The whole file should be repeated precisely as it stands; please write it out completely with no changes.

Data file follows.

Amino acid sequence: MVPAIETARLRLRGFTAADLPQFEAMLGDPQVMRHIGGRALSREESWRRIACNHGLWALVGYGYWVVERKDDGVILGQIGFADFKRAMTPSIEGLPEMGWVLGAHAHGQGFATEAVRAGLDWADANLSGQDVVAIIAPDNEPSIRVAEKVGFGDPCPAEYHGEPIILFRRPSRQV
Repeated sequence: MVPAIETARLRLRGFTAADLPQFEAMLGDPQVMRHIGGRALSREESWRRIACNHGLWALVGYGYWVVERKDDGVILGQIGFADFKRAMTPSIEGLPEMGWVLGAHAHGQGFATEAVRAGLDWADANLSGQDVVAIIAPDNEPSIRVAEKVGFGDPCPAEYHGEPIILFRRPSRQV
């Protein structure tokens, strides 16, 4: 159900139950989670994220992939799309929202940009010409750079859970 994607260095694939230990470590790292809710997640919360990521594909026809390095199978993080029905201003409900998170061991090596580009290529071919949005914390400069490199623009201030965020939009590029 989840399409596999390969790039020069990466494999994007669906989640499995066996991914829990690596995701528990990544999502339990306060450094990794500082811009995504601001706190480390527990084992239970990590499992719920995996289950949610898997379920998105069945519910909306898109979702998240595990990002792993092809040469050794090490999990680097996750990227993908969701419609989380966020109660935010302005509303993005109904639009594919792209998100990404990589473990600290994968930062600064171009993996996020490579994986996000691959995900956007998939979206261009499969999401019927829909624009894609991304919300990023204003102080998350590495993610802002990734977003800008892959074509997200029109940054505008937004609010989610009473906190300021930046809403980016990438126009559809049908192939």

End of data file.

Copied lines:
Amino acid sequence: MVPAIETARLRLRGFTAADLPQFEAMLGDPQVMRHIGGRALSREESWRRIACNHGLWALVGYGYWVVERKDDGVILGQIGFADFKRAMTPSIEGLPEMGWVLGAHAHGQGFATEAVRAGLDWADANLSGQDVVAIIAPDNEPSIRVAEKVGFGDPCPAEYHGEPIILFRRPSRQV
Repeated sequence: MVPAIETARLRLRGFTAADLPQFEAMLGDPQVMRHIGGRALSREESWRRIACNHGLWALVGYGYWVVERKDDGVILGQIGFADFKRAMTPSIEGLPEMGWVLGAHAHGQGFATEAVRAGLDWADANLSGQDVVAIIAPDNEPSIRVAEKVGFGDPCPAEYHGEPIILFRRPSRQV
């Protein structure tokens, strides 16, 4: 159900139950989670994220992939799309929202940009010409750079859970 994607260095694939230990470590790292809710997640919360990521594909026809390095199978993080029905201003409900998170061991090596580009290529071919949005914390400069490199623009201030965020939009590029 989840399409596999390969790039020069990466494999994007669906989640499995066996991914829990690596995701528990990544999502339990306060450094990794500082811009995504601001706190480390527990084992239970990590499992719920995996289950949610898997379920998105069945519910909306898109979702998240595990990002792993092809040469050794090490999990680097996750990227993908969701419609989380966020109660935010302005509303993005109904639009594919792209998100990404990589473990600290994968930062600064171009993996996020490579994986996000691959995900956007998939979206261009499969999401019927829909624009894609991304919300990023204003102080998350590495993610802002990734977003800008892959074509997200029109940054505008937004609010989610009473906190300021930046809403980016990438126009559809049908192939």